In the days leading up to the conclave, John Allen offered a profile each day of one of the most frequently touted papabili, or men who could be pope. On March 3, he profiled Cardinal Jorge Mario Bergoglio, who was elected March 13 to be Pope Francis. Here is the profile Allen wrote:
While there are still no tracking polls to establish who's got legs as a papal candidate, the 2013 conclave at least has one objective measure not available in 2005: past performance. Many of the cardinals seen as candidates now were also on offer the last time around, and someone who had traction eight years ago could be a contender again.
By that measure alone, Cardinal Jorge Mario Bergoglio of Buenos Aires, Argentina, at least merits a look.
After the dust settled from the election of Benedict XVI, various reports identified the Argentine Jesuit as the main challenger to then-Cardinal Joseph Ratzinger. One cardinal later said the conclave had been "something of a horse race" between Ratzinger and Bergoglio, and an anonymous conclave diary splashed across the Italian media in September 2005 claimed that Bergoglio received 40 votes on the third ballot, just before Ratzinger crossed the two-thirds threshold and became pope.
Though it's hard to say how seriously one should take the specifics, the general consensus is that Bergoglio was indeed the "runner-up" last time around. He appealed to conservatives in the College of Cardinals as a man who had held the line against liberalizing currents among the Jesuits, and to moderates as a symbol of the church's commitment to the developing world.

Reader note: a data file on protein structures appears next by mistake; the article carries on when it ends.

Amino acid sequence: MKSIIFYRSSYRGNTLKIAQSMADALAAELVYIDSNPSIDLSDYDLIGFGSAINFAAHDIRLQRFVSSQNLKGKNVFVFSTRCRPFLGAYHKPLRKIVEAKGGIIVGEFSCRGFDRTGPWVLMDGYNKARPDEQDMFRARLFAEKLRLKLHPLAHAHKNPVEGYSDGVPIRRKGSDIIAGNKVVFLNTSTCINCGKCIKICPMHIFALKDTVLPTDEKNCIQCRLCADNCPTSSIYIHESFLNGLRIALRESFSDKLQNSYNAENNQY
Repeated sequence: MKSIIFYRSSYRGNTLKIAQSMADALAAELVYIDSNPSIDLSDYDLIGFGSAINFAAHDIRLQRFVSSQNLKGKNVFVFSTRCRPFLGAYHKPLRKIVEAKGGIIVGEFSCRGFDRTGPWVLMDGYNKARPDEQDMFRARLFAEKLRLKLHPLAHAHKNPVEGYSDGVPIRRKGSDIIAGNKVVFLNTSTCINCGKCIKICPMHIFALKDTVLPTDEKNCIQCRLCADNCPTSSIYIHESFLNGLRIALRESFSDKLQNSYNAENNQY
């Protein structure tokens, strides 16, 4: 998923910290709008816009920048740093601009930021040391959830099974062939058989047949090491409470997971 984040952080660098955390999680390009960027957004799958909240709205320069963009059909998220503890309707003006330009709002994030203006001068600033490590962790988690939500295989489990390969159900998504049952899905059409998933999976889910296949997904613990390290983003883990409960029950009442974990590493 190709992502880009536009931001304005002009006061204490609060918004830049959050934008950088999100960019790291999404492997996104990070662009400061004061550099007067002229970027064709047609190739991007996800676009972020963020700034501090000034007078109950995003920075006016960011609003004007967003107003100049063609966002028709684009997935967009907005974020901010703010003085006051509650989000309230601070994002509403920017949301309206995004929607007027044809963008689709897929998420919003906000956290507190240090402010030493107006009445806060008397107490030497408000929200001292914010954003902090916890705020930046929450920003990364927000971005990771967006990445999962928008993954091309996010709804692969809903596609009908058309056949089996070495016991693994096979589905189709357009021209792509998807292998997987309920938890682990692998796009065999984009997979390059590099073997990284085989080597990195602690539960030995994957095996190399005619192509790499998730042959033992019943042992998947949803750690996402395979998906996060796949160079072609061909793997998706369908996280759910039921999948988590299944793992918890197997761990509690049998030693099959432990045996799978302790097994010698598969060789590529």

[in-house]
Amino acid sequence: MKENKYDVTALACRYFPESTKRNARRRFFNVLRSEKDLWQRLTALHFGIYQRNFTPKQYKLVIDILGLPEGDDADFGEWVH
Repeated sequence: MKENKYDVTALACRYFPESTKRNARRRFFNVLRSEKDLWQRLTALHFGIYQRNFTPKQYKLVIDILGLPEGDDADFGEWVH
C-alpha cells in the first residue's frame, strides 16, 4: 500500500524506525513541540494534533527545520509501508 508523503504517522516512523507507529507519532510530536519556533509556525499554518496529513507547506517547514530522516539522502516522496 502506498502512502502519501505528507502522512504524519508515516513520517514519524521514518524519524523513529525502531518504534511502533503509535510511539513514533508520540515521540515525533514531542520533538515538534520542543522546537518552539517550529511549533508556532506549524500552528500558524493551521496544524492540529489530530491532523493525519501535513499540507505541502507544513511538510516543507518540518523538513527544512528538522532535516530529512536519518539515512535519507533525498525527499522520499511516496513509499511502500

Back in 2005, Bergoglio drew high marks as an accomplished intellectual, having studied theology in Germany. His leading role during the Argentine economic crisis burnished his reputation as a voice of conscience, and made him a potent symbol of the costs globalization can impose on the world's poor.
Bergoglio's reputation for personal simplicity also exercised an undeniable appeal – a Prince of the Church who chose to live in a simple apartment rather than the archbishop's palace, who gave up his chauffeured limousine in favor of taking the bus to work, and who cooked his own meals.
Another measure of Bergoglio's seriousness as a candidate was the negative campaigning that swirled around him eight years ago.
Three days before the 2005 conclave, a human rights lawyer in Argentina filed a complaint charging Bergoglio with complicity in the 1976 kidnapping of two liberal Jesuit priests under the country's military regime, a charge Bergoglio flatly denied. There was also an e-mail campaign, claiming to originate with fellow Jesuits who knew Bergoglio when he was the provincial of the order in Argentina, asserting that "he never smiled."
All of that by way of saying, Bergoglio was definitely on the radar screen. Of course he's eight years older now, and at 76 is probably outside the age window many cardinals would see as ideal. Further, the fact he couldn't get over the hump last time may convince some cardinals there's no point going back to the well.
That said, many of the reasons that led members of the college to take him seriously eight years ago are still in place.
Born in Buenos Aires in 1936, Bergoglio's father was an Italian immigrant and railway worker from the region around Turin, and he has four brothers and sisters. His original plan was to be a chemist, but in 1958 he instead entered the Society of Jesus and began studies for the priesthood. He spent much of his early career teaching literature, psychology and philosophy, and early on he was seen as a rising star. From 1973 to 1979 he served as the Jesuit provincial in Argentina, then in 1980 became the rector of the seminary from which he had graduated.